00981-A: Collecting DNA for Identifying Modifiers of COMMD1 in Bedlington Copper Toxicosis

Grant Status: Closed

Grant Amount: $12,160
Dr. Diane W. Cox, PhD, University of Alberta
September 1, 2007 - August 30, 2008
Sponsor(s): American Cavalier King Charles Spaniel Club Charitable Trust, American Miniature Schnauzer Club, Inc., Greater Daytona Dog Fancier's Association
Breed(s): Bedlington Terrier
Research Program Area: Prevention

Project Summary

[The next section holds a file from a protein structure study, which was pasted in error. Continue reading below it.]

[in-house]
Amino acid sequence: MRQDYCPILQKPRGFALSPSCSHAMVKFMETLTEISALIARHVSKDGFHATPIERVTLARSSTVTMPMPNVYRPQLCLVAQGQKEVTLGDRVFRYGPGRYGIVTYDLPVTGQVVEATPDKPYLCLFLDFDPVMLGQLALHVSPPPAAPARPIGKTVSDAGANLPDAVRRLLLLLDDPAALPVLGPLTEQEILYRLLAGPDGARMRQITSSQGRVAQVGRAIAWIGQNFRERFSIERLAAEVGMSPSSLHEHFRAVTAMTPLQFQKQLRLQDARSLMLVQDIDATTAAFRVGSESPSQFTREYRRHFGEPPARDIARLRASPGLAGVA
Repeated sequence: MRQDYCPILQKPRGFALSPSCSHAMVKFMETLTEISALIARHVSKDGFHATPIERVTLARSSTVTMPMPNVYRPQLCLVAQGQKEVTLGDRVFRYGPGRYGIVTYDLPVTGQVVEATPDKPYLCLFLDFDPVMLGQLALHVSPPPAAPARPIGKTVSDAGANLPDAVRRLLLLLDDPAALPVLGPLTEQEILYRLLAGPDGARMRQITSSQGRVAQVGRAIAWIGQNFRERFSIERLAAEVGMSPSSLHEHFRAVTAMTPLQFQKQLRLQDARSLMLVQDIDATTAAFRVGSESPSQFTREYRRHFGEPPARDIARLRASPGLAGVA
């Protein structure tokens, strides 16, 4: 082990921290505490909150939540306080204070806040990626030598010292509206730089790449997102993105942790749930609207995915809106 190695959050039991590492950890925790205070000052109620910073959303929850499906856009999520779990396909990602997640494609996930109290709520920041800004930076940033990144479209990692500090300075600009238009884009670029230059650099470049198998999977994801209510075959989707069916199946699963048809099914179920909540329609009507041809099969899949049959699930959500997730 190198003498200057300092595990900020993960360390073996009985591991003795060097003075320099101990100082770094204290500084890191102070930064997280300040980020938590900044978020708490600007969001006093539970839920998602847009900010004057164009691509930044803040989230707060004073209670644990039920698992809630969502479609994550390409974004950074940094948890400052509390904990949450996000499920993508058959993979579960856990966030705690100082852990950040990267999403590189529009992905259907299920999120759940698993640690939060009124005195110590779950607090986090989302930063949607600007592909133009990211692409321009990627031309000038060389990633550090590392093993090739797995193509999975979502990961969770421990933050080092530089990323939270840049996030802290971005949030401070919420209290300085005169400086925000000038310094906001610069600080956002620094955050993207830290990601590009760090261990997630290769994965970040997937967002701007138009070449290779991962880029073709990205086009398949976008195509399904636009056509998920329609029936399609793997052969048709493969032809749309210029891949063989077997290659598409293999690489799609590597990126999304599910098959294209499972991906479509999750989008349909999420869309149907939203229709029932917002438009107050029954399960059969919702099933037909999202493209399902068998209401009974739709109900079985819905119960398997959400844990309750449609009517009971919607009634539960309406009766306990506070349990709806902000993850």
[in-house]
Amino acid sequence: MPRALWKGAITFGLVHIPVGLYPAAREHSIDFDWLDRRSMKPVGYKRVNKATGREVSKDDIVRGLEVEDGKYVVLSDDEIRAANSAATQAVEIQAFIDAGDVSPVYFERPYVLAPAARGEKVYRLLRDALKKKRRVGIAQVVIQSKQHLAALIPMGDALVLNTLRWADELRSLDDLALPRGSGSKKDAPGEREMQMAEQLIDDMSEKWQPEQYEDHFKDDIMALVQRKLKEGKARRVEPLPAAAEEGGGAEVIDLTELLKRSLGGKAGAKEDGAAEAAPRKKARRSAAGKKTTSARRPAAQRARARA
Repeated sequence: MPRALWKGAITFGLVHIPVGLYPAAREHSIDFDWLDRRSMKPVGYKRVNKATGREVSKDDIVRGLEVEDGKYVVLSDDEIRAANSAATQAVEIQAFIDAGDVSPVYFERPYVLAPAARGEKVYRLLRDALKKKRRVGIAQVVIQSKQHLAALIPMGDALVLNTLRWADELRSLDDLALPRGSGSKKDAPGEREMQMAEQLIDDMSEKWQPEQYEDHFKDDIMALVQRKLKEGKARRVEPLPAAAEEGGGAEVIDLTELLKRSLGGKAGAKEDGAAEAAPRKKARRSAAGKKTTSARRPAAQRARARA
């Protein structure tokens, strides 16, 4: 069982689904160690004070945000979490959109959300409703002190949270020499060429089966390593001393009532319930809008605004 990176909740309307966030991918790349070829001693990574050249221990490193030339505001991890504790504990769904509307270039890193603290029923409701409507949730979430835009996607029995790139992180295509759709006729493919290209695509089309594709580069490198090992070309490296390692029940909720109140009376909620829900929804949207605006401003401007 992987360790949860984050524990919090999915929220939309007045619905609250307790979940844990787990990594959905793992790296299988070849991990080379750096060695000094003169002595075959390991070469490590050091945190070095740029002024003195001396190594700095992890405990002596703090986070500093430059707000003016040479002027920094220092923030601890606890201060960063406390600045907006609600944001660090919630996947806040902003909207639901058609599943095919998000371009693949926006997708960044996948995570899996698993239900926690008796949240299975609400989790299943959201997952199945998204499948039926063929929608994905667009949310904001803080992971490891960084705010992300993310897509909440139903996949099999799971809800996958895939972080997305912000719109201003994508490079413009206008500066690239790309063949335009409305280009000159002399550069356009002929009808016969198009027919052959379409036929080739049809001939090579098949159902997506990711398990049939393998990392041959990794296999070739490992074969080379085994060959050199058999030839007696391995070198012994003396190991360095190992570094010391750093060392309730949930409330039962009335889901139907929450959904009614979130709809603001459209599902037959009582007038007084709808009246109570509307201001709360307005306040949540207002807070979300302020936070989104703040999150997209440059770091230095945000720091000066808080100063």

Bedlington Terriers, and other breeds such as the Skye Terrier, the West Highland White Terrier and the Doberman Pinscher, develop copper storage that can lead to early death from liver disease (copper toxicosis (CT). Recently, the gene COMMD1 was reported to be the cause of the liver disease in Bedlingtons, as a deletion of the mid part of the gene was identified in some affected dogs. We also identified this deletion in our pedigrees, but proposed that this could not be the sole cause of the disease, as the deletion results did not always predict the disease status of the dogs. Our pedigrees suggest that another gene is important, or may even be the primary cause of the disease. We have collected several large pedigrees of Bedlingtons that include both sick and healthy dogs that do not fit the expectations according to deletion results. We have identified sick dogs that do not have the deletion and normal dogs that have the deletion. In this study, we continued to collect blood samples from sick and healthy dogs. This will allow us to perform a total genome scan in a future study to identify an additional gene involved in producing CT. We collected a total of 17 new dog samples and a second sample for one dog with the assistance of Bedlington owners and/or breeders. Six control and eight affected dogs are suitable for the whole genome scan based on pedigree and liver copper biopsy reports provided by the breeder/owner. We are currently in contact with additional breeders/owners about four more control dogs and 3 more affected dogs which would allow us to reach our goal of 10 control dogs with a low liver copper level and 10 affected dogs with a high liver copper level. The dogs collected over the course of this grant combined with our previously collected dogs result in a total of 24 affected dogs and 18 control dogs for the whole genome scan. We have genotyped all dogs collected for the COMMD1 deletion and nearby markers. We are prepared to enter phase 2 of our study where we plan to identify the gene critical for a high liver copper, using the total genome scan. Our present and future studies will lead to the identification of a new gene involved in CT in Bedlington Terriers and lead to reliable testing, avoiding the misclassification that can result from current tests and can possibly eliminate the occurrence of CT.

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